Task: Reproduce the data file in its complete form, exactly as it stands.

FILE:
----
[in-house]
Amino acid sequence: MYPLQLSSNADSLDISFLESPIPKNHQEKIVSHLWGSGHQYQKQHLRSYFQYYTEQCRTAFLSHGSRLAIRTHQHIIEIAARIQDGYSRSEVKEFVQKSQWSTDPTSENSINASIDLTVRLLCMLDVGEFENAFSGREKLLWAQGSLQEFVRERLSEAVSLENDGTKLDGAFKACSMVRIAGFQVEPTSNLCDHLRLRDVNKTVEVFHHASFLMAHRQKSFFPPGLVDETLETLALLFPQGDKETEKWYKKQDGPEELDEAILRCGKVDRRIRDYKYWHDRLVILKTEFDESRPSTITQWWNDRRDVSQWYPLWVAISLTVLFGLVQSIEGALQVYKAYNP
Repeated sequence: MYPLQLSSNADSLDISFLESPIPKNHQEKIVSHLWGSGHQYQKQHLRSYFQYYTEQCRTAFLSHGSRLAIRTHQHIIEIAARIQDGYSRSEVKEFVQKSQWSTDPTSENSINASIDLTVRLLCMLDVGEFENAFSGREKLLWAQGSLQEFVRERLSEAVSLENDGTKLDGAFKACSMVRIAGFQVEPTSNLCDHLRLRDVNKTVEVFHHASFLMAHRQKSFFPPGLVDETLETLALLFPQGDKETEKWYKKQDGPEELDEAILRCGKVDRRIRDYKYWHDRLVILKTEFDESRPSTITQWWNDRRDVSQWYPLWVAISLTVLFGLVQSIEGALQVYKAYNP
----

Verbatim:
[in-house]
Amino acid sequence: MYPLQLSSNADSLDISFLESPIPKNHQEKIVSHLWGSGHQYQKQHLRSYFQYYTEQCRTAFLSHGSRLAIRTHQHIIEIAARIQDGYSRSEVKEFVQKSQWSTDPTSENSINASIDLTVRLLCMLDVGEFENAFSGREKLLWAQGSLQEFVRERLSEAVSLENDGTKLDGAFKACSMVRIAGFQVEPTSNLCDHLRLRDVNKTVEVFHHASFLMAHRQKSFFPPGLVDETLETLALLFPQGDKETEKWYKKQDGPEELDEAILRCGKVDRRIRDYKYWHDRLVILKTEFDESRPSTITQWWNDRRDVSQWYPLWVAISLTVLFGLVQSIEGALQVYKAYNP
Repeated sequence: MYPLQLSSNADSLDISFLESPIPKNHQEKIVSHLWGSGHQYQKQHLRSYFQYYTEQCRTAFLSHGSRLAIRTHQHIIEIAARIQDGYSRSEVKEFVQKSQWSTDPTSENSINASIDLTVRLLCMLDVGEFENAFSGREKLLWAQGSLQEFVRERLSEAVSLENDGTKLDGAFKACSMVRIAGFQVEPTSNLCDHLRLRDVNKTVEVFHHASFLMAHRQKSFFPPGLVDETLETLALLFPQGDKETEKWYKKQDGPEELDEAILRCGKVDRRIRDYKYWHDRLVILKTEFDESRPSTITQWWNDRRDVSQWYPLWVAISLTVLFGLVQSIEGALQVYKAYNP